Organizations have struggled to gain control on overprivileged identities; a challenge that has created issues in cloud environments across cloud security teams and through risk departments causing major data breaches.
To get a better understanding of overprivileged identities, let’s start with 3 questions:
1. Who and what has access to privileged identities in your organization?
2. Can you list all of the accounts in your environment with a high level of privilege, and all of the people, applications, and services that have access to those accounts?
3. Do your privilege controls address the unique and new challenges posed by public cloud providers like AWS, Azure, and Google Cloud?
For most of us, the answer will be "no." It's easy enough to name the more obvious stakeholders and roles, but it will probably be very difficult to come up with an exhaustive list - even if your organization is very small and has a relatively simple IT infrastructure.
If your operations are in the public cloud, simply putting together a ballpark estimate of the number of privileged roles is likely to be a major challenge. Compiling a complete list of those roles in detail is almost certain to be beyond the capacity of anyone in your organization.
Frankly, this is not surprising when you consider the more-than-likely possibility that your cloud operations includes thousands or tens of thousands of individual application and infrastructure elements, along with thousands of roles. Consider further that individual elements can assume roles and change roles. This means that any given element of your cloud operations may at any given time find itself with privileges which it was not designed to handle - a situation which can all too easily turn minor errors into major problems.
Why is this true, and why is it so important? Let’s take a look at the risks of overprivileged identities and inadequate control of privileges in today's complex and highly virtualized IT environment.
Let's start with a very basic definition of privilege:
Privilege is the ability to manage or control key functional and data elements of a system or IT infrastructure.
Quite obviously, such a definition is at least somewhat relative. A user with a low level of privilege will still be able to use some applications and manage files in some designated locations, while an identity with administrative privileges may have full or nearly full control over the entire system. In general, however, "privileged identities" refers to accounts with a high level of privilege.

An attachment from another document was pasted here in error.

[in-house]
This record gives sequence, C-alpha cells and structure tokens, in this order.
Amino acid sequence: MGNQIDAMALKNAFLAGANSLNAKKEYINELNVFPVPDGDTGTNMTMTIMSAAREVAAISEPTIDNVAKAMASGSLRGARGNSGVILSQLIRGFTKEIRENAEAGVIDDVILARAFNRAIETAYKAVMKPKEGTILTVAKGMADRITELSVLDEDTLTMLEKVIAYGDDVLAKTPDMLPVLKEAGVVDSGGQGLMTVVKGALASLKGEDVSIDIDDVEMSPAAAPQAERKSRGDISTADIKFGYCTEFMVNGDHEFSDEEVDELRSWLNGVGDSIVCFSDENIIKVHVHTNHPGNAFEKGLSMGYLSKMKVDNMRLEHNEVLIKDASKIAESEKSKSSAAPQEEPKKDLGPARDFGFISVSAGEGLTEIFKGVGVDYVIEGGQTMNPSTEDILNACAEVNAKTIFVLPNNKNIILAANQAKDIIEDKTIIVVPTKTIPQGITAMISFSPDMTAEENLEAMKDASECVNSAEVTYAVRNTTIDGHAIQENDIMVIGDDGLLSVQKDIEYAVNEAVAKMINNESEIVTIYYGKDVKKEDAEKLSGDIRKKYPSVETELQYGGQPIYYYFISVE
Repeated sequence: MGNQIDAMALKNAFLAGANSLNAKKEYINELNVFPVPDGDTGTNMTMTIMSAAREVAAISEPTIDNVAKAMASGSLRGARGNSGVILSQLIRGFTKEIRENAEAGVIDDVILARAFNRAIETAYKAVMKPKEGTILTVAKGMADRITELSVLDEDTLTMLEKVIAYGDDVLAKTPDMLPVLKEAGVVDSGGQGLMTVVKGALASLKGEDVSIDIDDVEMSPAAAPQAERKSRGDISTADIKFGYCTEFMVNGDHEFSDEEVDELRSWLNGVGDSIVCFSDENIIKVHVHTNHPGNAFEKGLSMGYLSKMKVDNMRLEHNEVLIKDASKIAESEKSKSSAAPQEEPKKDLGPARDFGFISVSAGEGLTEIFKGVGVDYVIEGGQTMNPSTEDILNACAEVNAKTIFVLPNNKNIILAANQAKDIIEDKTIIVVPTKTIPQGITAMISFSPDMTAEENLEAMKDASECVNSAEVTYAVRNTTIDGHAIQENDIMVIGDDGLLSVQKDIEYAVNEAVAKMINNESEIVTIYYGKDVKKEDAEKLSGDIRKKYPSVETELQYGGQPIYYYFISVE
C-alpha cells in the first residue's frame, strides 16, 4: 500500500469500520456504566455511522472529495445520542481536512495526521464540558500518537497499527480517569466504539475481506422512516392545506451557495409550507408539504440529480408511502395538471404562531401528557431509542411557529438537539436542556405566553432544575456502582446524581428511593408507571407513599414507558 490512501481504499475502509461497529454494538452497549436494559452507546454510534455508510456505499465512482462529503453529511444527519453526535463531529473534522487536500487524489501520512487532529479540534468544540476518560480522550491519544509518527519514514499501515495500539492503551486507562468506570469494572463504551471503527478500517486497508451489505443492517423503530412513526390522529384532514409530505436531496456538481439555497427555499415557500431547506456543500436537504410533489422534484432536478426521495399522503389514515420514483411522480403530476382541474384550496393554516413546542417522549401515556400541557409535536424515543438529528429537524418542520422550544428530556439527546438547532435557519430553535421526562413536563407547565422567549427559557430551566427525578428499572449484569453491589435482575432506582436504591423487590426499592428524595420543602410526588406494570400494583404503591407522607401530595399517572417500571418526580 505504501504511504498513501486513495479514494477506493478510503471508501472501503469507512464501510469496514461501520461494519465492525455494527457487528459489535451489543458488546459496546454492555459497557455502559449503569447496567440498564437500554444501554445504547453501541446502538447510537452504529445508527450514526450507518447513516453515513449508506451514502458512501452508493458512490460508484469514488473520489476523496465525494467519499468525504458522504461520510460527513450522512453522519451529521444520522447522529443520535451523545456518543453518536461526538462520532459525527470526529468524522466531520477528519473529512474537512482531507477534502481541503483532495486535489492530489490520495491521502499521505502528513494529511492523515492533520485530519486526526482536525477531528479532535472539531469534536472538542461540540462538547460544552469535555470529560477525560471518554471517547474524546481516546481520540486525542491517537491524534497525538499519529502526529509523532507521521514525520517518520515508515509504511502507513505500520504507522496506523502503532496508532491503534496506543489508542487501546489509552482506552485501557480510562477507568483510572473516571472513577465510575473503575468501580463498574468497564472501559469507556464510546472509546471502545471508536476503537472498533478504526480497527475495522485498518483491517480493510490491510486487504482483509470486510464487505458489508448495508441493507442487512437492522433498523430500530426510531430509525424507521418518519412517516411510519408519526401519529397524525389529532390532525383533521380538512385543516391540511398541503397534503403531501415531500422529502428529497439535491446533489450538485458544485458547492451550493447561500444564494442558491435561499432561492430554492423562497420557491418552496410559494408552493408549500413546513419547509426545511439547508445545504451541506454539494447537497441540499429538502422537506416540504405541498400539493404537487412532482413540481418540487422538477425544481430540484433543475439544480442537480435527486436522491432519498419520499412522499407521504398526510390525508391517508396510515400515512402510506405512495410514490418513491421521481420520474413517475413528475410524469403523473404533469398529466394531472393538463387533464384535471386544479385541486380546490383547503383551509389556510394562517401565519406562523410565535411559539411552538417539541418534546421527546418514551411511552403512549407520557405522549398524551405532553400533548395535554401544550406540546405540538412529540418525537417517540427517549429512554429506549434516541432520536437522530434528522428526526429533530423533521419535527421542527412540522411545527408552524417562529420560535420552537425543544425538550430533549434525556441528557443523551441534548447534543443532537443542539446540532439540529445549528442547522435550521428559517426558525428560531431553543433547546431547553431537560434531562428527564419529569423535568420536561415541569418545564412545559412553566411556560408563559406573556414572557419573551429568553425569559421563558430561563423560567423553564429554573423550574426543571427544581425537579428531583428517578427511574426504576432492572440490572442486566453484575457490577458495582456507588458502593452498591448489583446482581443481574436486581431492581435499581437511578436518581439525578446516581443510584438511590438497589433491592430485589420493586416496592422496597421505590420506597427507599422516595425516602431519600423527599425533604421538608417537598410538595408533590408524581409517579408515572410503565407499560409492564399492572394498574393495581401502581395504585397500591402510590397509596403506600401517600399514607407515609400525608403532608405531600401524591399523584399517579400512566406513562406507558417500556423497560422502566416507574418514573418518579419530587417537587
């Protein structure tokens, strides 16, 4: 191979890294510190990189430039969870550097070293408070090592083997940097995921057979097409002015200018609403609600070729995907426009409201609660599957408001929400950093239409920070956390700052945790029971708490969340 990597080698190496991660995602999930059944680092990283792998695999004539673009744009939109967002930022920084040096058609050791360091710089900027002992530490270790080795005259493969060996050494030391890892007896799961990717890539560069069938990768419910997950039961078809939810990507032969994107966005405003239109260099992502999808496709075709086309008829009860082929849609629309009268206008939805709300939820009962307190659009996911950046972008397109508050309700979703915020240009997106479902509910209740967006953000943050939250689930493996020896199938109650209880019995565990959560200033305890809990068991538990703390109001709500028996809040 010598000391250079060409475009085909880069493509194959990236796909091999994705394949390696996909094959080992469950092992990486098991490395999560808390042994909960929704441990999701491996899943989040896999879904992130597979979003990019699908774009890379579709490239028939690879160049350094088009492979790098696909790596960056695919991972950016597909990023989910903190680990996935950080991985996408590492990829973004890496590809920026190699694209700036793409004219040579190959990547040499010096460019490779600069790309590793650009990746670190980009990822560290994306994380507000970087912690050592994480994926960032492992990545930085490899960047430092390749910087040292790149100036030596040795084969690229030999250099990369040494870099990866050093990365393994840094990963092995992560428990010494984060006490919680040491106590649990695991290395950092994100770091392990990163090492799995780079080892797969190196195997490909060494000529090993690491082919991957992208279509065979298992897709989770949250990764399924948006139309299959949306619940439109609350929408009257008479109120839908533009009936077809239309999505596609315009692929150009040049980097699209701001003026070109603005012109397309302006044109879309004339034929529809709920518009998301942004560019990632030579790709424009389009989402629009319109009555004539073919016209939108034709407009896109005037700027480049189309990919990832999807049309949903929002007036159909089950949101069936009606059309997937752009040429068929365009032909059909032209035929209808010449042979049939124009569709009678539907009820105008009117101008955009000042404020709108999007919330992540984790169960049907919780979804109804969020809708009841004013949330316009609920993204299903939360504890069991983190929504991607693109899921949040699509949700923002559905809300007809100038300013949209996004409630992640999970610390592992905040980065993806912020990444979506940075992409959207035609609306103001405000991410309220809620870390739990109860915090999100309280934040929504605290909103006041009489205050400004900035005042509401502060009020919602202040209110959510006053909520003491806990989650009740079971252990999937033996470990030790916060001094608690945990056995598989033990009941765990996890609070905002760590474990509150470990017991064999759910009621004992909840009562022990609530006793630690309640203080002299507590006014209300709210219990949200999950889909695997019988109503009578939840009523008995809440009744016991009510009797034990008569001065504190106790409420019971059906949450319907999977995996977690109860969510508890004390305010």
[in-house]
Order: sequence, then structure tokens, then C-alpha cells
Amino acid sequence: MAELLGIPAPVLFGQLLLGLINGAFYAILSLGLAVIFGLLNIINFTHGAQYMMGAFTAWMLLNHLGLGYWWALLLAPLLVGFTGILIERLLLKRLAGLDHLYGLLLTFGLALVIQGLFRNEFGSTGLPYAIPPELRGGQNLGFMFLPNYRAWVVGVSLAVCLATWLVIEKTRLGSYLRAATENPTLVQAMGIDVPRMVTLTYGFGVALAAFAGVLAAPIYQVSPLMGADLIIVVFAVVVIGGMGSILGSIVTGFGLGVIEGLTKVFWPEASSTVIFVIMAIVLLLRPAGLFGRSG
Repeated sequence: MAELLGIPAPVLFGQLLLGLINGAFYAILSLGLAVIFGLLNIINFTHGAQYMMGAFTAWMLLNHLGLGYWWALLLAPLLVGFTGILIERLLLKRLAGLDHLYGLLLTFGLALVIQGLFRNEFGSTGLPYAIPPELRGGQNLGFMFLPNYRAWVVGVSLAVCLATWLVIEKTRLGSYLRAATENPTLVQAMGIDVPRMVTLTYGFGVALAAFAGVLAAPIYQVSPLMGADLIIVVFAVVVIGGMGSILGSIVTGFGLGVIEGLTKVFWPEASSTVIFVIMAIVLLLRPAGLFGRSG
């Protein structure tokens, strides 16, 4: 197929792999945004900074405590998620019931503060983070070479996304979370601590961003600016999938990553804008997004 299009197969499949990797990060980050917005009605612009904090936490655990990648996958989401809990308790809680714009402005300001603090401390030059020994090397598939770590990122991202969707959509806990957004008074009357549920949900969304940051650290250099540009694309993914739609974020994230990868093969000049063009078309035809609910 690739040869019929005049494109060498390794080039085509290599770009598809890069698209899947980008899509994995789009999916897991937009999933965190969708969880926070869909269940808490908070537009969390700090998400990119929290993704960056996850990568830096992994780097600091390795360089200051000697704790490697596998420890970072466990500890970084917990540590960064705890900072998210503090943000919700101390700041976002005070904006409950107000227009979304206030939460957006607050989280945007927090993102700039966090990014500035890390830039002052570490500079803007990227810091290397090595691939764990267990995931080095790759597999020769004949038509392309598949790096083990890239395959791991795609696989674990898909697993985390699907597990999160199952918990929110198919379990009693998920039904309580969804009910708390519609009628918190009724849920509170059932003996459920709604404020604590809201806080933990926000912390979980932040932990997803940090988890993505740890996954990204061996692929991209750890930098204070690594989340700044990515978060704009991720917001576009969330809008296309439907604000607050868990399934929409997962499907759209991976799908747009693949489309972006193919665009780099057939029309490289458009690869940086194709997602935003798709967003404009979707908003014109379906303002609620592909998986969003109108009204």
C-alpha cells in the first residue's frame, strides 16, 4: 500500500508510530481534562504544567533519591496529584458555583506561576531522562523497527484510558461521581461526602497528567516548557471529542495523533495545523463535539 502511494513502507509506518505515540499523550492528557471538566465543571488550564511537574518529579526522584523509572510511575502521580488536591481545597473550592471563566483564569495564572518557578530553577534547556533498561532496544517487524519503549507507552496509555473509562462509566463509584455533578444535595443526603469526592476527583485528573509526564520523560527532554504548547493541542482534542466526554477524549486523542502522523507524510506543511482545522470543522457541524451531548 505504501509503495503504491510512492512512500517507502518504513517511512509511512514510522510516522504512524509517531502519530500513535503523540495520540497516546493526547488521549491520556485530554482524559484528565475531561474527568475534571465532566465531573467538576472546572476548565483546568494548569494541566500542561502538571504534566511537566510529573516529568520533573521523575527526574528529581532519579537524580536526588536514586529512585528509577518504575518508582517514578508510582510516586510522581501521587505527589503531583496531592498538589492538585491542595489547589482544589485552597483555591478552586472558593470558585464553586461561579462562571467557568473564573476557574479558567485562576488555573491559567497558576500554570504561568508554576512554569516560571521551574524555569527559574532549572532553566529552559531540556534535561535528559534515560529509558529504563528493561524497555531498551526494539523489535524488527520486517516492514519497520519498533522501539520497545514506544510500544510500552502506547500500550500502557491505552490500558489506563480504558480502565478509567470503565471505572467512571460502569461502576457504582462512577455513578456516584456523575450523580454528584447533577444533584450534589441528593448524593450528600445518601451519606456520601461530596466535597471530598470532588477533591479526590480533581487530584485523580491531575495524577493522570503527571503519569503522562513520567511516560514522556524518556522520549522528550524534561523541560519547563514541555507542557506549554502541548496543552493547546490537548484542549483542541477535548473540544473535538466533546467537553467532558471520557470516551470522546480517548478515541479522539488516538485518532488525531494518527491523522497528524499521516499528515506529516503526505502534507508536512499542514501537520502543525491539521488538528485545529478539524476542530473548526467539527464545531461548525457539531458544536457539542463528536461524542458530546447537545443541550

So what do we mean by "too much privilege" or an overprivileged identity?
These are identities with significantly more privileges than are required to carry out the duties assigned to those identities. A user login account which only needs access to the local file system but actually has system or network admin rights is a rather obvious example of such an overprivileged identity. On the other hand, a cloud-based resource which has been granted unnecessary "owner" status is equally overprivileged, and may be much more difficult to identify as such.
In the context of the public cloud, this kind of overprivilege has very serious implications. The scale of the cloud provides a vast number of potential points of access, and an even larger number of elements (at the data, application, and infrastructure levels) which can be affected by such access. And since many of the key parts of the cloud are virtualized, excessive privilege can include the ability to effectively modify or even delete vital elements of the infrastructure itself.
There are a variety of privileged roles in any network-based or cloud-based operation, but in general, they fall into two broad, informal categories:
1. Administrative roles. These can include single systems, a local network, a cloud-based service, or individual sites such as a WordPress blog.